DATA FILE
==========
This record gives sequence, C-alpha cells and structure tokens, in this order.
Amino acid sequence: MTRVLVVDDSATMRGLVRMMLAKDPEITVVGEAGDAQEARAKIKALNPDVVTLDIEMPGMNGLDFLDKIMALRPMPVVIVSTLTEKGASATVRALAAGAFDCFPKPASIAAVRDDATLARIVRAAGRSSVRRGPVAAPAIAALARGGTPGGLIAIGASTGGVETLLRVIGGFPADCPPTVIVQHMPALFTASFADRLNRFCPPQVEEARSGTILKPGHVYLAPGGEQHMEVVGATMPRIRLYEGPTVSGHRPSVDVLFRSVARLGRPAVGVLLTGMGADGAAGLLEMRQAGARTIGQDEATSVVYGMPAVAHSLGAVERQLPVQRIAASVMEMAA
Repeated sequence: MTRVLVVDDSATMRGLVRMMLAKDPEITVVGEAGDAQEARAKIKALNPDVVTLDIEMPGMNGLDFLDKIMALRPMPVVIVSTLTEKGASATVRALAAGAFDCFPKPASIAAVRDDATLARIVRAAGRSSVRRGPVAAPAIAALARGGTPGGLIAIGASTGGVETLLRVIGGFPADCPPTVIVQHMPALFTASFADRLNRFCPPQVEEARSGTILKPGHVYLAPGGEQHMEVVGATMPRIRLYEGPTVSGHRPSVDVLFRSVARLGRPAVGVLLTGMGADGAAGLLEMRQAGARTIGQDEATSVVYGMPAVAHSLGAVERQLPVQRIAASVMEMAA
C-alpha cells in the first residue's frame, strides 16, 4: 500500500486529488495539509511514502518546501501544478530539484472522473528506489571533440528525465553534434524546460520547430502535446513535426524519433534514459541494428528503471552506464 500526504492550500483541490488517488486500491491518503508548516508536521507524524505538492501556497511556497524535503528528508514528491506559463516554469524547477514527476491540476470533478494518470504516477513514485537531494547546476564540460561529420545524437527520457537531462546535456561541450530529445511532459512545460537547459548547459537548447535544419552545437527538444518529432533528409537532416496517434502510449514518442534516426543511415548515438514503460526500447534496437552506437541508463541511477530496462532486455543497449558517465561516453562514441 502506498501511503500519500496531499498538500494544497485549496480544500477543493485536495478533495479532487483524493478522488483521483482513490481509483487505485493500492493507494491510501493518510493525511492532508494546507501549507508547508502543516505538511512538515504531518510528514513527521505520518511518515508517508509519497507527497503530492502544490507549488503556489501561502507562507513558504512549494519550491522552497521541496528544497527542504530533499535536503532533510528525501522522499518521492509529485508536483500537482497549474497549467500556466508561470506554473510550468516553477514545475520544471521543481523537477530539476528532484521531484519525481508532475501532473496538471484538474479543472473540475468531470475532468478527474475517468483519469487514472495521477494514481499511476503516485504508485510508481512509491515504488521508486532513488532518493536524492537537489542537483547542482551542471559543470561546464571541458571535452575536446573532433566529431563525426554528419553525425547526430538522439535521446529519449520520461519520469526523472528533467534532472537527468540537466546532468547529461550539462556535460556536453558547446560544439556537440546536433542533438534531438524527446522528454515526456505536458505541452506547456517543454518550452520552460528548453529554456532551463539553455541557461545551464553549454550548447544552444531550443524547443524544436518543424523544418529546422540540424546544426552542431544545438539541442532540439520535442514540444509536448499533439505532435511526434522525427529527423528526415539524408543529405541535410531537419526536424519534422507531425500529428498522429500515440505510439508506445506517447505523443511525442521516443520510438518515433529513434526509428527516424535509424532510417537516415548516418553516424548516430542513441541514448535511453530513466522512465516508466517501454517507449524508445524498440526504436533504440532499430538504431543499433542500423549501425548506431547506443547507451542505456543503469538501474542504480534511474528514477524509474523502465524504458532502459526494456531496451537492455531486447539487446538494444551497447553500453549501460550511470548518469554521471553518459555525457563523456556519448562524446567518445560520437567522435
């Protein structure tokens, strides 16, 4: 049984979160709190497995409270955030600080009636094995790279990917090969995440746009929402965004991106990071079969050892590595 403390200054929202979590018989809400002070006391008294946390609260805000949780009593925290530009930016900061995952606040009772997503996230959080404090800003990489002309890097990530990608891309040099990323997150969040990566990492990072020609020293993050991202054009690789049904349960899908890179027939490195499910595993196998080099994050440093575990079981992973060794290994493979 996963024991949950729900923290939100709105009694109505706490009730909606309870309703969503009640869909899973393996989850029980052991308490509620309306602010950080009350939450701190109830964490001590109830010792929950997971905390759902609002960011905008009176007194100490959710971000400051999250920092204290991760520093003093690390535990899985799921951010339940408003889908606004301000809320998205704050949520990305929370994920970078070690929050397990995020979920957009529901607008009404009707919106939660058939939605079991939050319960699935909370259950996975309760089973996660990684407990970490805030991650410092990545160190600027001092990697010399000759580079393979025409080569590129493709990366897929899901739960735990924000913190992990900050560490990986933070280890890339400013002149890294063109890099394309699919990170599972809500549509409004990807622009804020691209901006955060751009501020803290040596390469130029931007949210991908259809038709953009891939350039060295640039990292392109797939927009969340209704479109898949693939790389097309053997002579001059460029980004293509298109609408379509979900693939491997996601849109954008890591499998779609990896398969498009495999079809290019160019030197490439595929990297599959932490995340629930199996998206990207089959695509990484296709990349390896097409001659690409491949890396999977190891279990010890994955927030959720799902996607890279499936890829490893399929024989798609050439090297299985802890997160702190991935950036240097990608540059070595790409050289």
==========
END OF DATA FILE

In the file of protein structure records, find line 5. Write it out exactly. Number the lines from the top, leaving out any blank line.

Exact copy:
């Protein structure tokens, strides 16, 4: 049984979160709190497995409270955030600080009636094995790279990917090969995440746009929402965004991106990071079969050892590595 403390200054929202979590018989809400002070006391008294946390609260805000949780009593925290530009930016900061995952606040009772997503996230959080404090800003990489002309890097990530990608891309040099990323997150969040990566990492990072020609020293993050991202054009690789049904349960899908890179027939490195499910595993196998080099994050440093575990079981992973060794290994493979 996963024991949950729900923290939100709105009694109505706490009730909606309870309703969503009640869909899973393996989850029980052991308490509620309306602010950080009350939450701190109830964490001590109830010792929950997971905390759902609002960011905008009176007194100490959710971000400051999250920092204290991760520093003093690390535990899985799921951010339940408003889908606004301000809320998205704050949520990305929370994920970078070690929050397990995020979920957009529901607008009404009707919106939660058939939605079991939050319960699935909370259950996975309760089973996660990684407990970490805030991650410092990545160190600027001092990697010399000759580079393979025409080569590129493709990366897929899901739960735990924000913190992990900050560490990986933070280890890339400013002149890294063109890099394309699919990170599972809500549509409004990807622009804020691209901006955060751009501020803290040596390469130029931007949210991908259809038709953009891939350039060295640039990292392109797939927009969340209704479109898949693939790389097309053997002579001059460029980004293509298109609408379509979900693939491997996601849109954008890591499998779609990896398969498009495999079809290019160019030197490439595929990297599959932490995340629930199996998206990207089959695509990484296709990349390896097409001659690409491949890396999977190891279990010890994955927030959720799902996607890279499936890829490893399929024989798609050439090297299985802890997160702190991935950036240097990608540059070595790409050289």